Exhibitions | 1999
Bob & Fox Gallery - University of Pennsylvania

Left to right: "A Night Becomes a Day", "Twig in plug", "Exhibition View"

This show was exhibited at Bob & Fox Gallery, University of Pennsylvania, presented by MFA Forum "Images of Nature CECILIA PAREDES / KEIKO MIYAMORI - visiting residence artists at Graduate program."

Layers of Space
by David Bowes

The transferred objects is nothing more than a surface impression, and that is what connects it to the rest of the world. This connection is one of layers of spaces."
- Keiko Miyamori

A thin, arching transmission-branch spans two chairs, composing what can be seen as a "wrapped magnetic field", passing between object and objet. No one sits here; in a conversation which never took place.

This is Keiko Miyamori's medium of expressing exchange. Abandoned chairs sit. Plus, like the thousands used daily to draw electrons from far away, sprout on their own, toward the power of the sun. Forgotten objects re-evolve, reaching back to nature with the same conductivity that gave them "life" before they became commodities.

Exhibition View
Elements of vegetable, animal, and mineral cover the objects and re-make them. The traditional Japanese employment of carbon, a crucial component of Miyamori'swork, is passed over the surface of each object, creating a new layer with each pass. These are charcoal-rubbings, or "frottage." Frottaged papers that hang like libraries, created in places apart, are strung together, next to the spaces between them. It is this space that Keiko seeks to convey a message of imagination and creation; spaces existing in our minds and memories. These works are from "elsewhere" a dialog of spaces.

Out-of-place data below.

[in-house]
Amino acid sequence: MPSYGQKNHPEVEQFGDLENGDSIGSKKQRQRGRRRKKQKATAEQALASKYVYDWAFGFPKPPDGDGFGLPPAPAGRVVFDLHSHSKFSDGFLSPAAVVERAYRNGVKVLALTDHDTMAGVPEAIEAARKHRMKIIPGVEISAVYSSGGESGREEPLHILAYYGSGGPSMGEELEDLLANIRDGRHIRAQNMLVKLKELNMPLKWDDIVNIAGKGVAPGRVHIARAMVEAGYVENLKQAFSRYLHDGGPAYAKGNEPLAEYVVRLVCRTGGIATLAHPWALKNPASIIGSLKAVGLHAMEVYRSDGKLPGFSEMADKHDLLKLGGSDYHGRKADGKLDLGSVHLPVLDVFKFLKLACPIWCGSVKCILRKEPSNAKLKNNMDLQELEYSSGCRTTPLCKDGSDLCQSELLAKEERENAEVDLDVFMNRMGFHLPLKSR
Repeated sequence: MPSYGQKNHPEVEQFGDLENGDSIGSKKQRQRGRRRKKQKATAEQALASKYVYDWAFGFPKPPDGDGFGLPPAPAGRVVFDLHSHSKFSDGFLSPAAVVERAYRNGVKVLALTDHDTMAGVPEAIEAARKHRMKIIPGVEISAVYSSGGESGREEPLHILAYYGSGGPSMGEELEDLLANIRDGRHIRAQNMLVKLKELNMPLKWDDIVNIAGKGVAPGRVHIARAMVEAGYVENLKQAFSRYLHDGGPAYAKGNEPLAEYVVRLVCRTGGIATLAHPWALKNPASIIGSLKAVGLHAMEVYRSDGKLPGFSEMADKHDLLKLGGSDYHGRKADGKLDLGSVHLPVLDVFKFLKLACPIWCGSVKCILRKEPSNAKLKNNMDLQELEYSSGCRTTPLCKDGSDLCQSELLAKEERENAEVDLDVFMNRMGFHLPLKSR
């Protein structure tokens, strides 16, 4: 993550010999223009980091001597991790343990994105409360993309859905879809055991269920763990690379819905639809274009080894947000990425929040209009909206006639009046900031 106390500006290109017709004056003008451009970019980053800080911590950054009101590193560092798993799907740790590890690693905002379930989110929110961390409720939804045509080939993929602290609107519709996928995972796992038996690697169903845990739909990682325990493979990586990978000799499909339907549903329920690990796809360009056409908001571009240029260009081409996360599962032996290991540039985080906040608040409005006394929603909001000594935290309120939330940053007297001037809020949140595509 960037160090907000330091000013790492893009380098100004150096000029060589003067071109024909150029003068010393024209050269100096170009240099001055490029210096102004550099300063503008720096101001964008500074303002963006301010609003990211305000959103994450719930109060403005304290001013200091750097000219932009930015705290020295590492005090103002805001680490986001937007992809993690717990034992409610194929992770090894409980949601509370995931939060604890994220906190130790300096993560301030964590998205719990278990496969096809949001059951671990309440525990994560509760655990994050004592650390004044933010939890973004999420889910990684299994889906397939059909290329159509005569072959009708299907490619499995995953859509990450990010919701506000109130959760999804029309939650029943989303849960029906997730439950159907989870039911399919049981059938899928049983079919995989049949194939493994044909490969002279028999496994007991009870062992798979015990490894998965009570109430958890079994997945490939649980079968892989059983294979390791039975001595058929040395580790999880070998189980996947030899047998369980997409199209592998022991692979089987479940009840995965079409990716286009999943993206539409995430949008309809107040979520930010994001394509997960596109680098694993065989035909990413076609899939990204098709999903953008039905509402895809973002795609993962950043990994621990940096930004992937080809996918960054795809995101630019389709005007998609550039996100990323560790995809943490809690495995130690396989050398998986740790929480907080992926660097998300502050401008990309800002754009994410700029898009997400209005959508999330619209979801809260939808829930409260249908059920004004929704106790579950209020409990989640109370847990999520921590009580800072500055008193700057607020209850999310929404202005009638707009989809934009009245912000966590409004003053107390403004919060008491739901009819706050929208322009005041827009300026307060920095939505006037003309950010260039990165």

About Keiko Miyamori
by MFA Forum

Keiko Miyamori studied at the University of Tsukuba. After getting MFA, she won the Grand prize of Painting and later the Grand prize for Art in Paper, both in Japan. Before coming to Pen in October 1998, her works were presented as a winner of the installation artist at the Kasumi Tsukuba Center, one of the famous buildings designed by Michel Graves in Japan. In addition, to her work exhibited here, she has completed a project with The Children's Hospital, which involved the interchange of Keiko's work of frottage, rubbings of charcoal on paper of objects or places, in response to the requests of sick children and the frottage that these children made of objects from the hospital environment. In April 1999, she exhibited the result of this project on the hospital premises.